The European Parliament today branded tactical nuclear weapons on its soil as "an anachronism" and called for them to be withdrawn.
In a Strasbourg vote, the Parliament became the first EU institution to back US President Obama's commitment to a world without nuclear weapons. Ahead of a review of the non-proliferation treaty, Euro MPs urged the EU to address ‘the strategic anachronism of tactical nuclear weapons’ in Europe.
Welcoming the move, S&D leader Martin Schulz said: "President Obama has created the opportunity to move closer to a nuclear-free world. We expect EU ministers to support this commitment and to propose an ambitious timetable for achieving it."
The Parliament's resolution says that revision of NATO's strategic concept offers an opportunity to reassess the alliance's nuclear policy. Up to 200 nuclear weapons are estimated to be deployed in Germany, Italy, the Netherlands and Belgium. The fifth NATO state with US nuclear weapons on its territory, Turkey, is a candidate for EU membership.
The resolution says that withdrawing these weapons could help future nuclear disarmament. It notes Germany’s new policy of working towards their withdrawal from its territory.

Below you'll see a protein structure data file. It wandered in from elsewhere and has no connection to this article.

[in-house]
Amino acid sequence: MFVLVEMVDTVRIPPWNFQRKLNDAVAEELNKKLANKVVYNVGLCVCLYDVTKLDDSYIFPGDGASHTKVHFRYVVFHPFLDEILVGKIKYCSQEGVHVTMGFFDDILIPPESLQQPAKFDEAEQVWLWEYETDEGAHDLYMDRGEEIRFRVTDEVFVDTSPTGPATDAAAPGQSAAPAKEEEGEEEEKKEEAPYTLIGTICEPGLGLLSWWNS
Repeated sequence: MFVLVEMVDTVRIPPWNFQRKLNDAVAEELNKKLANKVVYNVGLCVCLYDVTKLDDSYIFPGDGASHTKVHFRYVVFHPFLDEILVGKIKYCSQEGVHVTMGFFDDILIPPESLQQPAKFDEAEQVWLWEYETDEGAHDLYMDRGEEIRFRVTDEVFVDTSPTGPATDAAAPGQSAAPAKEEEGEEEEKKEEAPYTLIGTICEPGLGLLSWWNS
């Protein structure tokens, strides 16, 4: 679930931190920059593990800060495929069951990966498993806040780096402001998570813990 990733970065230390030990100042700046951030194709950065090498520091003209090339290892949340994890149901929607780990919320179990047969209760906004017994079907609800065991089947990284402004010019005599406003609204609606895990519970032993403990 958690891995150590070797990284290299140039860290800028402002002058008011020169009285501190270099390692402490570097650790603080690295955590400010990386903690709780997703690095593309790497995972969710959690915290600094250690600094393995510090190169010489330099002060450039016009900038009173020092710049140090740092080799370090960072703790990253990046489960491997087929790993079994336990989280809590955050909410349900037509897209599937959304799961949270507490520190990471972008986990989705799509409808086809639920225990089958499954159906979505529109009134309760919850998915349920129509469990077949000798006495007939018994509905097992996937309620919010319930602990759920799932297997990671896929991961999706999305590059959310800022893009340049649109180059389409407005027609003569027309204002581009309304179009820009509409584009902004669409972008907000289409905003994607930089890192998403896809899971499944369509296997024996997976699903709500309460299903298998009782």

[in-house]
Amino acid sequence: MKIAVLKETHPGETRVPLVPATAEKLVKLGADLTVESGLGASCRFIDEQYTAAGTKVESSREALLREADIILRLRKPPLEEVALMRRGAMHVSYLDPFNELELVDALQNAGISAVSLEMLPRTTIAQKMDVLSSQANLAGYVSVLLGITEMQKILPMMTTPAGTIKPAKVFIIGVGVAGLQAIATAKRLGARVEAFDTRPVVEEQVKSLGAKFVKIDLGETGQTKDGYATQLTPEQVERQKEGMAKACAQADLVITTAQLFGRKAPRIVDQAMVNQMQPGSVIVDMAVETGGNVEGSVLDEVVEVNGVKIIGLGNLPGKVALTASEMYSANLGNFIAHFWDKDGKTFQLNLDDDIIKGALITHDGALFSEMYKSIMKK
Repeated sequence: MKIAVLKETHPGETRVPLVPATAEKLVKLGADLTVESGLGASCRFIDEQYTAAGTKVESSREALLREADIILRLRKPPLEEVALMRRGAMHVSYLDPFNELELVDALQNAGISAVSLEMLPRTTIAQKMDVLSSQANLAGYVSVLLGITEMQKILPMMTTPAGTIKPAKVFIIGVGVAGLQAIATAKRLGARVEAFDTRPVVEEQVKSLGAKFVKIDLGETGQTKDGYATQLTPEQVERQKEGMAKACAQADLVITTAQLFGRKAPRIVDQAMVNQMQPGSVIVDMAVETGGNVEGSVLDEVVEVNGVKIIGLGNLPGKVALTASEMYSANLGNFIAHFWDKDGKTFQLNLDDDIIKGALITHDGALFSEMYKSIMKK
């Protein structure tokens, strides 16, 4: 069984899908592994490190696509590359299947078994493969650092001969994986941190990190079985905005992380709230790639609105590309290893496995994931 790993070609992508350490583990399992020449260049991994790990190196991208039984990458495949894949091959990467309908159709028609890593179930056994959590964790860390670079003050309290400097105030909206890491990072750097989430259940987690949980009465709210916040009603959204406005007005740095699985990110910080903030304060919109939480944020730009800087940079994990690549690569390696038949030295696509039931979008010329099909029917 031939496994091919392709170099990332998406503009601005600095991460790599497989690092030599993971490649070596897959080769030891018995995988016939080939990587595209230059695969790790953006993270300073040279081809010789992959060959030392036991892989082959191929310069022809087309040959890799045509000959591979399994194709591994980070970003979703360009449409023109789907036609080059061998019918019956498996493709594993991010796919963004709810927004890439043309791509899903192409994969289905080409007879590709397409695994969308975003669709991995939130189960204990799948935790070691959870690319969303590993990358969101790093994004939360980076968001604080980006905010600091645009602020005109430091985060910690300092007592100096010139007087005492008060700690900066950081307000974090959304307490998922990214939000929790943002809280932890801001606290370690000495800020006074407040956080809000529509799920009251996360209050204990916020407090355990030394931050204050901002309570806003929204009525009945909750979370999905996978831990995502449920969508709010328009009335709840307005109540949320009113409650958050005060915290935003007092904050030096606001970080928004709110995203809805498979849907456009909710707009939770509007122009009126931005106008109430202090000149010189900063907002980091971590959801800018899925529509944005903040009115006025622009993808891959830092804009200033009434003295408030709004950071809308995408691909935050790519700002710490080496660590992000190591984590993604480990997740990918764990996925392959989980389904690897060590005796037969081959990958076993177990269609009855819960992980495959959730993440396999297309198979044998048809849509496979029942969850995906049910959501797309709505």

Said S&D vice-president Adrian Severin: "All EU member states have an obligation to contribute successfully to nuclear non-proliferation and disarmament policies. We are pleased that the European Parliament is now calling for the removal of all tactical nuclear warheads from Europe. This will also be good news for European citizens because it will improve their security."
The S&D Group officially endorsed withdrawal of nuclear weapons four years ago. S&D delegation leaders from the countries directly concerned – Bernhard Rapkay (Germany), David Sassoli (Italy), Kathleen Van Brempt (Belgium), and Thijs Berman (the Netherlands) –give the move their full support.